Swine flu.....is it overated?
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- Hi Members,
The onset of the Swine flu brought mass hysteria across the world. I for one was caught up in all the media hype. I had been planning a trip to Mexico for a wedding in June. News coverage warned not to travel there. Towns shut down and the fear was instilled in us all. As a result i canceled the trip.
My question is.......why all the hype on Swine flu. Throughout history there has always been a flu bug. Some Doctors claim this is overrated. All flu bugs have caused deaths. Why is this one so different?
Is this flu really no different then any other flu. Or is it there cause for alarm.
- Unless your kid or loved one died, YES, it is hysteria. Each year 30,000 - 40,000 people die of seasonal flu. Yet, we don't seem to be upset over that. Again, the media fans the flames!
But, this does reveal how impotent the US government is in getting flu shots out. Had this been a REAL bad flu (a la 1918 brand) we'd be in trouble.
- There's also some scary things about the vaccine too. Many doctors (Check youtube) say the vaccine is "almost" as bad as the flu. That's something to consider.
Plus , how many yearly die of car crashes?
34,017 37,435 38,648 39,252 38,444 38,477 38,491 37,862 37,526 37,140 37,107 37,324 37,494 37,241 36,254
- I was concerned in the beginning like most everyone else, but now I feel it is over rated.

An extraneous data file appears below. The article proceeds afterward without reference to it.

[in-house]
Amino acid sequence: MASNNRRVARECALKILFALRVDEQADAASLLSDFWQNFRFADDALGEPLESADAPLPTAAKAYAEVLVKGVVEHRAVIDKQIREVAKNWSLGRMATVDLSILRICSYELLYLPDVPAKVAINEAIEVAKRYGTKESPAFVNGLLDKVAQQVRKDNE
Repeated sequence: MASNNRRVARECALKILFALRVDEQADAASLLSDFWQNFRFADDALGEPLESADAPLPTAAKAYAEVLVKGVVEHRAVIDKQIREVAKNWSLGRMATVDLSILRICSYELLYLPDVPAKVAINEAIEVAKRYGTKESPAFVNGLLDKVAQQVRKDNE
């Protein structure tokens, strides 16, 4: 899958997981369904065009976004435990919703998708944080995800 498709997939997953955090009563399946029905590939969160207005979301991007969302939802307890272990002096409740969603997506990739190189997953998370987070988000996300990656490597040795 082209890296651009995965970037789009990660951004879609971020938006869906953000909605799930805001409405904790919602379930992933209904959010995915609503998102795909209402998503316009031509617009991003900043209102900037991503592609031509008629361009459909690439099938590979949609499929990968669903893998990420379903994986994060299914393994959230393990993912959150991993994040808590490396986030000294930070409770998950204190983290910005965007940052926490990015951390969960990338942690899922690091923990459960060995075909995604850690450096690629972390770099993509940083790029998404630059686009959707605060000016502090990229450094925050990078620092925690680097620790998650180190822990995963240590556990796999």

People are so freaked out about it, if their kid has so much as the sniffles they rush them to the emergency room and are convonced the have the swine flu. It makes emergency rooms over crowded and it becomes very hard to treat the truely sick.
- I honestly don't think that H1n1 is overated. I understand the statistics, and know that more people die of the seasonal flu, but people don't realize just how serious and dangerous this virus is, unlike the seasonal flu, that kills the elderly, young children, or those with weakened immune systems, the H1N1 has potential to kill anyone, no matter your age, or health conditions. I waited in lines two different days, hoping and praying to get my 3 year old daughter vacinated, and finally did. I can not explain in words just how relieved I am.
- Misty, this is from the CDC which found some interesting connections with Swine flu and I think we'd all do better to read it then make claims of what Swine Flu can or will do.
ATLANTA (AP) -- About one in 13 U.S. swine flu deaths have been children and most of the kids have been of school age, the federal government said Thursday in its first study of the new flu's youngest victims.
More than 40 U.S. children have died from the virus since it was first identified in this country in April. The report from the U.S. Centers for Disease Control and Prevention takes a comprehensive look at the first 36 deaths, and found some important differences in the pediatric death toll from swine flu as compared to seasonal flu:
-- Normally, half or more of the children who die from flu are age 4 and younger. But more than 80 percent of the kids who died with swine flu were 5 or older.
-- Almost two-thirds of the children who died with swine flu had epilepsy, cerebral palsy or other neurodevelopmental conditions. In a previous flu season, only a third of pediatric deaths had those conditions.
-- Bacterial co-infections were a big danger, and were blamed in most of the deaths of otherwise healthy children. Co-infections usually occur when a patient, weakened by a virus, then gets hit by a bacterial bug.